From Philip Mazzei
ALS: American Philosophical Society
Florence, May 24th, 1781
I understood long time since that Your Excellency had recd. a letter for me from America,2 & had been so obliging as to tell Mr. Favi at Versailles,3 that you would take the trouble of sending it to him, in consequence of which he had given you his direction. Having heard nothing more of it as yet, I am apt to think that there must have been some misunderstanding, to clear which I hope you will excuse me for the liberty I take of addressing myself to you, as well as for the trouble I gave you with me preceding from Genoa the 19th. of August last by Mr. Celesia, whom I hope you found to be worth your acquaintance.4 Mr. Favi, who has succeeded his uncle Abbé Niccoli5 in the Tuscan Agency, lives a l’hotel de Mirabeau rue de Seine faub. St. Jermain, where I wish you would please to direct your commands for me, The honour of which I would receive with pleasure at any time, & do my best endeavours to execute them to your satisfaction. I would be extremely obliged to your Excellency for the favour of the last accounts of our american affairs, especially in the southern States; & I have the honour to be most respectfully, Sir, Your Excellency’s most Obedt. & most humble Servant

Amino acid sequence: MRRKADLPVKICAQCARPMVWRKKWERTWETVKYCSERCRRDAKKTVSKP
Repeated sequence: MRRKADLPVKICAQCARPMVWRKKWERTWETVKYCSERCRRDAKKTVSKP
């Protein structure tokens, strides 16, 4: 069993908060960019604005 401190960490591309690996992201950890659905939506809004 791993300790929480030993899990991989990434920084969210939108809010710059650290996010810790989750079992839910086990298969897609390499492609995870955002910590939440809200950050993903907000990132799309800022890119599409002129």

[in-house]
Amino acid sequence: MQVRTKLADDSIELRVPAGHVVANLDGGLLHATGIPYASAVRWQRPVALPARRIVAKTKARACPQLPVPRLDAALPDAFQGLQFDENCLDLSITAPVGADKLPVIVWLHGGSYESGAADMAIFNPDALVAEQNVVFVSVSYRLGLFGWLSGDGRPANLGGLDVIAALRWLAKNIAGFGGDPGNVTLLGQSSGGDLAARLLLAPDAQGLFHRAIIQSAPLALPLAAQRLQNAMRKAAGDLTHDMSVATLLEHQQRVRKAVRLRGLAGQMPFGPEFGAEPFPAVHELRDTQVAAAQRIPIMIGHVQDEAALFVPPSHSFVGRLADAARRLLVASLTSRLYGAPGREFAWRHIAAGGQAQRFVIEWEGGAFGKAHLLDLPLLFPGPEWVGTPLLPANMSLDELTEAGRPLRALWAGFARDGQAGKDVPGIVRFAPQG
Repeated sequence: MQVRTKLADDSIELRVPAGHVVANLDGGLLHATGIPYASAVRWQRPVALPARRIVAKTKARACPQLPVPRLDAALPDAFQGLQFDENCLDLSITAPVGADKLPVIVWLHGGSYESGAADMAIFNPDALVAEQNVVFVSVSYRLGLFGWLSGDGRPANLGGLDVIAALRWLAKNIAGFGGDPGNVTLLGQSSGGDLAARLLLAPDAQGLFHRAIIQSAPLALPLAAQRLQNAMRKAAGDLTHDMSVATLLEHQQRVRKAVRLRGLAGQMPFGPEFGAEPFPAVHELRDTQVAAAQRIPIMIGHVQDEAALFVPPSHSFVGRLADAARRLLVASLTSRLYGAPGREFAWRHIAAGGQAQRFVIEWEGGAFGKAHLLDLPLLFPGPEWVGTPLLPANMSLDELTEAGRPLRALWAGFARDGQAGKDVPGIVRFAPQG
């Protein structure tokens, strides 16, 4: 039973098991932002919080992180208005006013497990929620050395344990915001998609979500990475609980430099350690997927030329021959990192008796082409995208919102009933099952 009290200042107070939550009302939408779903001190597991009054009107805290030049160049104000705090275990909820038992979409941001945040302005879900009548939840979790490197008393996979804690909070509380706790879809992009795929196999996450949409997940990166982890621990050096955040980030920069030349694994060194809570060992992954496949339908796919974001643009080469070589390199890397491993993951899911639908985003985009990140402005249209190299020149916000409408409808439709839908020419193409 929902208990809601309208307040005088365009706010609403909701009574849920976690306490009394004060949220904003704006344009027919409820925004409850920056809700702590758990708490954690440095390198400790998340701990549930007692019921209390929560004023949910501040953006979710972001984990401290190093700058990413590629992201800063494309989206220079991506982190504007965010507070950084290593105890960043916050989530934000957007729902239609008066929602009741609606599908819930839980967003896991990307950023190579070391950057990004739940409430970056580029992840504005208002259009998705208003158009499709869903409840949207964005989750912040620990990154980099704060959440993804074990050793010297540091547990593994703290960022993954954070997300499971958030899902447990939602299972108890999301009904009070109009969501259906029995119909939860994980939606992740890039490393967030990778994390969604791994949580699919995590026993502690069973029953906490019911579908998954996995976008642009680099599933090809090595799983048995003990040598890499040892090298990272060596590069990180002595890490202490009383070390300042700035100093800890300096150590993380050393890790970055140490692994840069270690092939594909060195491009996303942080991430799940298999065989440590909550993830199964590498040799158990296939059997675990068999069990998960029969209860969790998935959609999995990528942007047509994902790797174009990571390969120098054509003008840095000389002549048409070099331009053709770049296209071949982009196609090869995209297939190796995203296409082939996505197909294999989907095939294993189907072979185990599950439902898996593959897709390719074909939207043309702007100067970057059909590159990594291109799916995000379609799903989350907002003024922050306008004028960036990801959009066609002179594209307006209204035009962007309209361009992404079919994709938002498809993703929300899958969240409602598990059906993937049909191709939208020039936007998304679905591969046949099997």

His Excellency Dr. Ben. Franklin Minister Pleny: &c. at Passy
Notation: Write to Mazzei for a Vermicelli & Macaroni Maker.6
2. Mazzei was waiting for his instructions to arrive from Virginia about the loan that the state had sent him to negotiate with the Court of Tuscany. The firm of Penet, D’Acosta frères & Cie. in Nantes had sent BF a packet to be forwarded to Mazzei, but the Italian thought BF was deliberately withholding it from him: XXXI, 247–9, 414–15; XXXIII, 147; Antonio Pace, Benjamin Franklin and Italy (Philadelphia, 1958), p. 108.
3. Francesco Favi. He became the Grand Duke of Tuscany’s secretary of legation in September, 1780: XXXIII, 214–15n.
4. Pietro Paolo Celesia carried Mazzei’s Aug. 19, 1780, letter: XXXIII, 213–14.
5. XXIV, 84–5n.
6. We find no record in BF’s papers of a macaroni machine, but Jefferson was also interested in such a device: Jefferson Papers, XIV, 540–1, 544; XV, 29, 324, 372.